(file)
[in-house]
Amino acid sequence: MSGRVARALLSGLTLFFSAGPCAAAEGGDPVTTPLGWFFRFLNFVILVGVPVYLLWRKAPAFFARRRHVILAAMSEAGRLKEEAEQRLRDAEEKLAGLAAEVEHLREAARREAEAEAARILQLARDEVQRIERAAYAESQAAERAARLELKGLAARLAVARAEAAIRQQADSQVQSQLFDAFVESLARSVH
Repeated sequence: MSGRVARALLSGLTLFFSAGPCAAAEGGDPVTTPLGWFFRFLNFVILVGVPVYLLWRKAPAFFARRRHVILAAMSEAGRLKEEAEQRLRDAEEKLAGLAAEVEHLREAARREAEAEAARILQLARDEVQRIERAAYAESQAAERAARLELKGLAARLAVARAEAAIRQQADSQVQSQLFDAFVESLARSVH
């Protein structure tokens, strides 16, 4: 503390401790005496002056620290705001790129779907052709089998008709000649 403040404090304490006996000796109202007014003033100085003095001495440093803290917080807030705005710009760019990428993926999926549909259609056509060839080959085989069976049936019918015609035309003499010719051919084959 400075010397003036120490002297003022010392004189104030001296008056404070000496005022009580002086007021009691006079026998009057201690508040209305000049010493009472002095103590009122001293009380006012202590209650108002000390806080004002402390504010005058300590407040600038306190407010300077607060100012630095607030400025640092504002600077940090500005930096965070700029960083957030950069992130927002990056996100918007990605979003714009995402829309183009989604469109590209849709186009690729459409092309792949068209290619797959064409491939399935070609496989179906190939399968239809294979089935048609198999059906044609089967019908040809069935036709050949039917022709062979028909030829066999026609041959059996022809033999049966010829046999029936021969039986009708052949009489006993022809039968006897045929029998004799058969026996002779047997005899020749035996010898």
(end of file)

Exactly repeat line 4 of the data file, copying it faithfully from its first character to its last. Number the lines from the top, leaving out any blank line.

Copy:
């Protein structure tokens, strides 16, 4: 503390401790005496002056620290705001790129779907052709089998008709000649 403040404090304490006996000796109202007014003033100085003095001495440093803290917080807030705005710009760019990428993926999926549909259609056509060839080959085989069976049936019918015609035309003499010719051919084959 400075010397003036120490002297003022010392004189104030001296008056404070000496005022009580002086007021009691006079026998009057201690508040209305000049010493009472002095103590009122001293009380006012202590209650108002000390806080004002402390504010005058300590407040600038306190407010300077607060100012630095607030400025640092504002600077940090500005930096965070700029960083957030950069992130927002990056996100918007990605979003714009995402829309183009989604469109590209849709186009690729459409092309792949068209290619797959064409491939399935070609496989179906190939399968239809294979089935048609198999059906044609089967019908040809069935036709050949039917022709062979028909030829066999026609041959059996022809033999049966010829046999029936021969039986009708052949009489006993022809039968006897045929029998004799058969026996002779047997005899020749035996010898």